A trip along the most remote Alpine passes and gravel roads of Piedmont and Savoy with the Mercedes-AMG G 63.
In recent years, I have begun to undertake uncomfortable journeys to the world’s unwelcoming locations. In the process, I have discovered that if I am friendly, people are friendly to me.
Seneca said, “It is not because things are difficult that we do not dare; it is because we do not dare that they are difficult.” In recent years, I have begun to undertake uncomfortable journeys to the world’s unwelcoming locations. In the process, I have discovered that if I am friendly, people are friendly to me. If I provide help when it is needed, I receive help too. A change of perspective never hurts. Talking to each other resolves every problem.
I find places suffused with history exciting – especially ones that are not far away yet are forgotten. With the new Mercedes-AMG G 63, I wanted to take on a journey along the craggy mountain passes of Piedmont and Savoy. The mountains there appear endlessly high and hugely impressive and have witnessed many changes. This cultural landscape has been inhabited for millennia and was always disputed. Fortresses, ruins, old roads, and fortifications are like an open book. Borders have been moved again and again. They were ruled by one group and then by another. The central passages over the Alps have been conquered, fortified, and destroyed – but also overcome with once-in-a-century constructions.
LAC DE ROTEREL UND COL DU MONT CENIS I 2081 m
Our journey begins at the Mont Cenis Tunnel. But rather than use the tunnel, we take a dirt track from Bar Cenisio up to the idyllic Lac de Roterel. Emperor Constantine the Great passed by here in the year 312, and – later – so did Charles the Great and Henry IV on his way to Canossa. The first road was built by Napoleon. The remains of that route are difficult, but impressively beautiful. The view is fantastic, and we picked masses of raspberries. It’s a paradise for adventurers!
"The pulse beats faster; the senses are heightened."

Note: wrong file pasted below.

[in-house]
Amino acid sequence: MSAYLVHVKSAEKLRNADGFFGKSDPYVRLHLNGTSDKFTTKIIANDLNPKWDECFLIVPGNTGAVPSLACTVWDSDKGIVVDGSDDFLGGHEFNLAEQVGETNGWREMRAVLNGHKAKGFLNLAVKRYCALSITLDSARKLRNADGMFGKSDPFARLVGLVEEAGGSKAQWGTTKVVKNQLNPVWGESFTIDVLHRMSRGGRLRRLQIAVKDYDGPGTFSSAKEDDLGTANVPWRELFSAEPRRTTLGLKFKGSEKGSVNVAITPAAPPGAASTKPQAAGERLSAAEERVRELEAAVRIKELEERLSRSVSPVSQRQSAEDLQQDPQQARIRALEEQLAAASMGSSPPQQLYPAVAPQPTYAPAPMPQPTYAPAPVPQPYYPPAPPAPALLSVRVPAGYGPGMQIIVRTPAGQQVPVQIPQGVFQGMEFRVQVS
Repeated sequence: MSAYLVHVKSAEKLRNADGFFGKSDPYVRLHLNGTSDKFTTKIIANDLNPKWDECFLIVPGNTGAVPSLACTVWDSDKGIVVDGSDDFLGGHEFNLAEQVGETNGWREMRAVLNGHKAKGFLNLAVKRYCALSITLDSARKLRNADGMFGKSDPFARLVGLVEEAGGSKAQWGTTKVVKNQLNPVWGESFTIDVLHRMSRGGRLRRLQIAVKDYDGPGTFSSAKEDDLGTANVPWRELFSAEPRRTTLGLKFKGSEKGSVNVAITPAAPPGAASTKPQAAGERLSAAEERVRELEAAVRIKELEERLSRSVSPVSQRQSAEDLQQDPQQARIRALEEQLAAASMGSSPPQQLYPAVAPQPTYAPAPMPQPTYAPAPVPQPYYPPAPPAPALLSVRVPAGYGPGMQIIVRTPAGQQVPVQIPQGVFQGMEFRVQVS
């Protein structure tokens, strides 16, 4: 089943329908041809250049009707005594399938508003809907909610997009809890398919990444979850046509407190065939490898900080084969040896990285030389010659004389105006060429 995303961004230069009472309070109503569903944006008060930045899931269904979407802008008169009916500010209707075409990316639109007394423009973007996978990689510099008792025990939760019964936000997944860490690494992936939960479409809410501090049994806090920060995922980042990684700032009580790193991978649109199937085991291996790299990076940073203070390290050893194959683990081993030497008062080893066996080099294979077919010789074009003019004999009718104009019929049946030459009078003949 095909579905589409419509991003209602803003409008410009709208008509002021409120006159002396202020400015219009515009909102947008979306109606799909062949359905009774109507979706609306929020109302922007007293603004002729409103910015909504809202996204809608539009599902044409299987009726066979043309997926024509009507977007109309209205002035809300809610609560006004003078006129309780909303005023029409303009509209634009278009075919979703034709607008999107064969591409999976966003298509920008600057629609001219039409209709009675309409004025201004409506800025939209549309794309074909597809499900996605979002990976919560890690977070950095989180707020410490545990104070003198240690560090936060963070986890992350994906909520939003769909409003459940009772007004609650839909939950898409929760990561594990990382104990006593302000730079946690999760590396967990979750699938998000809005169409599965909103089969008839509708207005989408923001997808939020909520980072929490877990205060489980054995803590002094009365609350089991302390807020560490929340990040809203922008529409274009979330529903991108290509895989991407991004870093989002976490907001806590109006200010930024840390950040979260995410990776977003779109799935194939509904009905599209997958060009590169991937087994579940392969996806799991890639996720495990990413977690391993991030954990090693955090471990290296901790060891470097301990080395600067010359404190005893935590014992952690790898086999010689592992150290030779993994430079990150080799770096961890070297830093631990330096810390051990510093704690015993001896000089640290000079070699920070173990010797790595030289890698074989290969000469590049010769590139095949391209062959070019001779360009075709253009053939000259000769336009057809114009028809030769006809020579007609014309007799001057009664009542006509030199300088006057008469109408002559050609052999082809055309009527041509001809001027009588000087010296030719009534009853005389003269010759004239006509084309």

At the top, we reach a high plateau. The Italians constructed the enormous Varisello fortress here in 1877 – a superhuman feat. But it was already abandoned in 1910. The walls could no longer with-stand modern weaponry. Today, the fortress belongs to France.
We continue on wild gravel roads to Lac du Mont Cenis. The Italians built the reservoir in the 1920s. I sit on the dam wall and think about the generations of men who built it. Nowadays, people drive through the tunnel in the valley below without taking notice. We cross the Col du Mont Cenis and drive down to Lanslebourg: a pleasant skiing location but deserted in summer—making it the best time for a visit!
"Picture-book winding turns"
We form a community with the few other adventurers we meet. People are friendly, help each other, move out of the way, and greet each other politely. It is amazing how people change as soon as they are high up in the mountains.
The journey back into the valley is long and dusty. After a double espresso in a bar, the route leads us to Sauze di Cesana. The village is not far from a huge ski resort and yet is in the middle of nowhere – it’s a wonderfully sleepy place.
ASSIETTA RIDGE ROAD I 2,550 M (8,366 FT)
Today’s magical espresso doppio is in Sestriere. Here, it is a case of one block of concrete after the other: hotels and vacation homes for winter sports. In mid-September, the skiing trade is still dozing. We hardly come across anyone. In winter, hundreds of thousands of people come through here. But why would you visit a skiing location in late summer? Because that is the only time you can drive on the Assietta ridge road! The old military road is mostly found over 2,000 m (6,500 ft) above sea level. The view is breathtaking; the journey, demanding. We pass eight spectacular peaks.
But it’s not a place for those with a fear of heights. Only one car fits on the gravel road. That makes things exciting when we meet oncoming traffic. But the G 63 does not suffer from vertigo and always leads us safely past the oncoming vehicle with the help of its 360° camera.
COLLE DELLE FINESTRE I 2,178 M (7,146 FT)
There is one final pass to master: the Finestre pass. Built in around 1700, it was used to supply various forts, including the Forte di Fenestrelle – the biggest fortification in Europe and the largest wall after the Great Wall of China. From here, there is a wonderful view of the Susa Valley and the gravel road that will take us down.
In the valley, the weather takes a turn. It starts to rain. On the highway, the G 63 mutates into the perfect companion for such roads. Having only just carried us to the highest peaks in the Alps at crawling pace with three differential locks, it is now gliding us northward. A few hours later, we reach our studio in Munich relaxed.
People really are capable of great things. Under great strain and with great effort, they can build fortresses on the highest peaks or roads in the most inhospitable areas. Only, that doesn’t always make sense. Or does it? We’ll find out another day. Until then, we’ll keep traveling, on and on. The sky’s the limit.
Text & Photography | Michael von Hassel
Michael von Hassel
Michael von Hassel, born in Munich in 1978, is a German photographer and artist. Von Hassel has developed an individual visual language that he calls “hyperrealistic” and that shows the observer the world in a particularly intense way. So we were excited to see what the result would be when we gave Michael von Hassel the keys to a brand-new Mercedes-AMG G 63 and sent him with it onto the inhospitable gravel roads of the Western Alps.